Chris Buechler wrote:
> If you want to drop big names
Hey, you're the one who asked :-).
But fine idea, let's not look at what others do, that's rather pointless anyway.
> > If there's no real use cases (as I suspect), then adding complexity
> > makes the rulebase harder to figure out.
> this isn't adding complexity, it's removing it.
I'll agree that going from multiple rulebases to one rulebase is
removing complexity, even though there obviously needs to be some sort
of a solution for grouping rules.
Earlier, I outlined a custom grouping solution, with per-group
descriptions and folding/unfolding buttons.
Another approach would be a checkbox for each defined network.
Checking a box next to a network/host would mean "show me only rules
affecting these networks / hosts". Hidden rules could go behind a
text like "5 rule(s) hidden", just like Gmail hides quotes.
(Details: Default behaviour would be to show everything. Many
networks mean many checkboxes, so checkboxes should be buffed away in
> > * You loose a lot of simplicity - it's no longer "rules mentioned
> > first are acted upon first", "it's rules listed first are acted upon
> > first, well, depending on how the traffic looks and on which interface
> > it arrived or is going to, and depending on whether the packet in
> > question is currently before or after the kernel IP router.." or some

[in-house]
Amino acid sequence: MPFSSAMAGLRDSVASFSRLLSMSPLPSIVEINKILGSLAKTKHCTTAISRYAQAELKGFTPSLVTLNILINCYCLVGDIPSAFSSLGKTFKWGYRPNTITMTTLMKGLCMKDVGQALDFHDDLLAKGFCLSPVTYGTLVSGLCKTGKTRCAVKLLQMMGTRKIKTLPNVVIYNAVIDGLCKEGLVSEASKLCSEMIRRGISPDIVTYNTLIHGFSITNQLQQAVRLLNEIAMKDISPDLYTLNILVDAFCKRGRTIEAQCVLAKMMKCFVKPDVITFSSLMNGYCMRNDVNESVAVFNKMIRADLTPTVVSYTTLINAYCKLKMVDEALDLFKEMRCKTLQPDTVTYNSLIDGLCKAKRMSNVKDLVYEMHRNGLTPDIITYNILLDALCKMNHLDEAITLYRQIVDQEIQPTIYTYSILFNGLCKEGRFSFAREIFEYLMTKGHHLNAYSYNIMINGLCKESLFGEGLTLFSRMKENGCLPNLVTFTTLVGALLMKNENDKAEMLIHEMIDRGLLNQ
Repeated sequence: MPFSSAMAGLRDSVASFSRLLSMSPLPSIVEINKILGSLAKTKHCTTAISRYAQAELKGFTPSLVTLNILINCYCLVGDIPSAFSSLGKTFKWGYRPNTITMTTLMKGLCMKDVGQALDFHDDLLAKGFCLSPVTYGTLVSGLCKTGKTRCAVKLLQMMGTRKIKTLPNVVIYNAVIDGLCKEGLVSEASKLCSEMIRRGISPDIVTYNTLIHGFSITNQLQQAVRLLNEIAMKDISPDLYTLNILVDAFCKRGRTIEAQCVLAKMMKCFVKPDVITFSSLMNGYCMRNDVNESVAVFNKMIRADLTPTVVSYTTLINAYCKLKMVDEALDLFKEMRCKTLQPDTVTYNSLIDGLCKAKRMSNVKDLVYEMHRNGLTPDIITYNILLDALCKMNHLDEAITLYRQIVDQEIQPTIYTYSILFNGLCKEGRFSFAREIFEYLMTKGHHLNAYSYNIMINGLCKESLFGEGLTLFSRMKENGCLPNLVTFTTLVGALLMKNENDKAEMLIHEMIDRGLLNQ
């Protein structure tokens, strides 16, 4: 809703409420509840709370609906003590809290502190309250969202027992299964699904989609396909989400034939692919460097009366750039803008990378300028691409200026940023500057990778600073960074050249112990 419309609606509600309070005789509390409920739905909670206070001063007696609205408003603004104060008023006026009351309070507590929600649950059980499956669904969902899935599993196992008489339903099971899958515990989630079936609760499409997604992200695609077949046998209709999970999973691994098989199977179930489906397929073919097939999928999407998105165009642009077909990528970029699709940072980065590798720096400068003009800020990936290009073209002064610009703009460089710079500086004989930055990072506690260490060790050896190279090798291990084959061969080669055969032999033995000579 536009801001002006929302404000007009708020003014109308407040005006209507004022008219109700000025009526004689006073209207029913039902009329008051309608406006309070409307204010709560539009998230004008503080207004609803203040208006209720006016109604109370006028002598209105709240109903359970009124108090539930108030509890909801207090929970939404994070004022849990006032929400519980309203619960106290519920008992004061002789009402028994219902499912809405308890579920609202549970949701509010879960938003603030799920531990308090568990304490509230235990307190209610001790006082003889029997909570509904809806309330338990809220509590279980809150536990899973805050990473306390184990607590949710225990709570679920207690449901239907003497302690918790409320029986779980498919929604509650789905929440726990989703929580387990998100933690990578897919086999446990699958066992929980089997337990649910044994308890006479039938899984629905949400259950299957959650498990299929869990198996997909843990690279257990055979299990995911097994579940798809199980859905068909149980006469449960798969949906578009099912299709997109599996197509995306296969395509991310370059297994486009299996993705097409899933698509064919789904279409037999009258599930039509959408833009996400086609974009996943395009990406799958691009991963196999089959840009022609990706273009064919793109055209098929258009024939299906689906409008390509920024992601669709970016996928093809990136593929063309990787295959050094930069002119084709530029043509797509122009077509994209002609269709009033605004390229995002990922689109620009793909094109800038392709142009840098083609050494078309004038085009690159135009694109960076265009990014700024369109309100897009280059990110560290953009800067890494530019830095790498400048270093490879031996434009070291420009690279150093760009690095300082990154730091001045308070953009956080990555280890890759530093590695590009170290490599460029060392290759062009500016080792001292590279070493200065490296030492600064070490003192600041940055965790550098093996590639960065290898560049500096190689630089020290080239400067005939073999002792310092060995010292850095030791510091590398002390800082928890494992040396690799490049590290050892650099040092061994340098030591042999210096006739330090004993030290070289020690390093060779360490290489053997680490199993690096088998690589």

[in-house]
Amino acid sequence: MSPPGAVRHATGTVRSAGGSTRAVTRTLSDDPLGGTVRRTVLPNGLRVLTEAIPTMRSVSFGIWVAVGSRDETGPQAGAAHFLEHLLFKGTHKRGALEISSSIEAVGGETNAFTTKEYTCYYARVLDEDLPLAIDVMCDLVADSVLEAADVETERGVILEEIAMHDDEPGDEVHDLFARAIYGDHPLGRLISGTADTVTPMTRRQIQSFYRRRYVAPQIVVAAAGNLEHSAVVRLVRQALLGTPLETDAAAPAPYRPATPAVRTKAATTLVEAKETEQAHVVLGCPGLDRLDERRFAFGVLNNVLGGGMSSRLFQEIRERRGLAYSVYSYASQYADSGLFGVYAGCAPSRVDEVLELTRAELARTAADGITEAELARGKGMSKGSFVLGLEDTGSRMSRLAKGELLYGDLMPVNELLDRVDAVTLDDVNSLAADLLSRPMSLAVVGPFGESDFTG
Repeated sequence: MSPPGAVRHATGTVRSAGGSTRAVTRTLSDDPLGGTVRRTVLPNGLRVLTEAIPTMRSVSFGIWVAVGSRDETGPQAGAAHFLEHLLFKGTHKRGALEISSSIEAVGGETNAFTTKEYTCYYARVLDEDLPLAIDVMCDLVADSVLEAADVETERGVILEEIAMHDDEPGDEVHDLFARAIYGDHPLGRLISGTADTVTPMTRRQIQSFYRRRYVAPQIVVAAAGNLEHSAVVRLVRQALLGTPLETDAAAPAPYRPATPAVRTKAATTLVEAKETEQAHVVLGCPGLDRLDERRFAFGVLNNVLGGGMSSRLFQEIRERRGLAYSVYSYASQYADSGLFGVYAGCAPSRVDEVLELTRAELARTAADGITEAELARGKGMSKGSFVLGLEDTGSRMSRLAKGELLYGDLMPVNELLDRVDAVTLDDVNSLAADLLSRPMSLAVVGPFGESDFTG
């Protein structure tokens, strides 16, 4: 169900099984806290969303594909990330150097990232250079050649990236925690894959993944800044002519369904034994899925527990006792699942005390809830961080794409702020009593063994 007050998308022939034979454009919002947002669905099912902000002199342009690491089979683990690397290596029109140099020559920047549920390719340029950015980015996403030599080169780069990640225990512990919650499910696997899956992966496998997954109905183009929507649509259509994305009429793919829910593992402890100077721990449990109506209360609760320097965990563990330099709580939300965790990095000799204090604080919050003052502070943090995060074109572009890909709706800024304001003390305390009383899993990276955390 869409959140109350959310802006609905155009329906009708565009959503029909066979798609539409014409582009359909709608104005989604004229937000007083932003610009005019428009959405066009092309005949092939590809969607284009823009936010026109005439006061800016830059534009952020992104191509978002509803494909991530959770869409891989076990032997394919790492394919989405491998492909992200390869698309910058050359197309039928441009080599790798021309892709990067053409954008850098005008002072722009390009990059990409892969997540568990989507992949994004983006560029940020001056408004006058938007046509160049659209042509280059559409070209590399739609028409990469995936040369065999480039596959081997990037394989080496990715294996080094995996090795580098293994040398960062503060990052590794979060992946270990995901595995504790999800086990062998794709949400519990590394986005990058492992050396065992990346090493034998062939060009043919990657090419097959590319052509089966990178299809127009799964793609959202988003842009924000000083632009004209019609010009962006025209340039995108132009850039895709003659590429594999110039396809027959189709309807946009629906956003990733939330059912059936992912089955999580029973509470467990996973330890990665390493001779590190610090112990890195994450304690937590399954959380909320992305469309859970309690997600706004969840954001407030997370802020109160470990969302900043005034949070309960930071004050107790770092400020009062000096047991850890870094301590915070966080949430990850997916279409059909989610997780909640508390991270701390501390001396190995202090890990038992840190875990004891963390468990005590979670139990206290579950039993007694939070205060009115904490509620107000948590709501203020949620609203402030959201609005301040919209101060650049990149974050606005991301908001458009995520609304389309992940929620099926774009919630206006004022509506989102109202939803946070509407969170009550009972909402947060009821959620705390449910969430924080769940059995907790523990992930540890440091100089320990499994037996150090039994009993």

> > such..
> That's a bunch of crap. You're making it far more complex than it is.
> First match applies, and the ruleset on the interface the traffic is
> entering applies. Very simple.
Very nice, concise description.
It should probably go on the "Rules" page as a hint to those who don't get it.
(With the "you're full of crap" thing taken out ;-).)
I agree that I was depicting things slightly too complex.
But I withhold that the administrator is forced to think about
interfaces in a lot of situations where it's simply not appropriate
> It's a matter of personal preference,
> Obviously the developers here prefer per-interface.
Noone has mentioned past discussions or pointed at design notes.
Therefore I assume that the state of affairs is that the developers
hasn't used much time to think about and discuss the merits and
deficiencies of one design versus the other versus the third.
Other than that, point taken.
> if you don't like the per-interface way, go use Check Point or MS ISA.
It's just a discussion - no need to tell me to f... off unless you're
really passionate about it.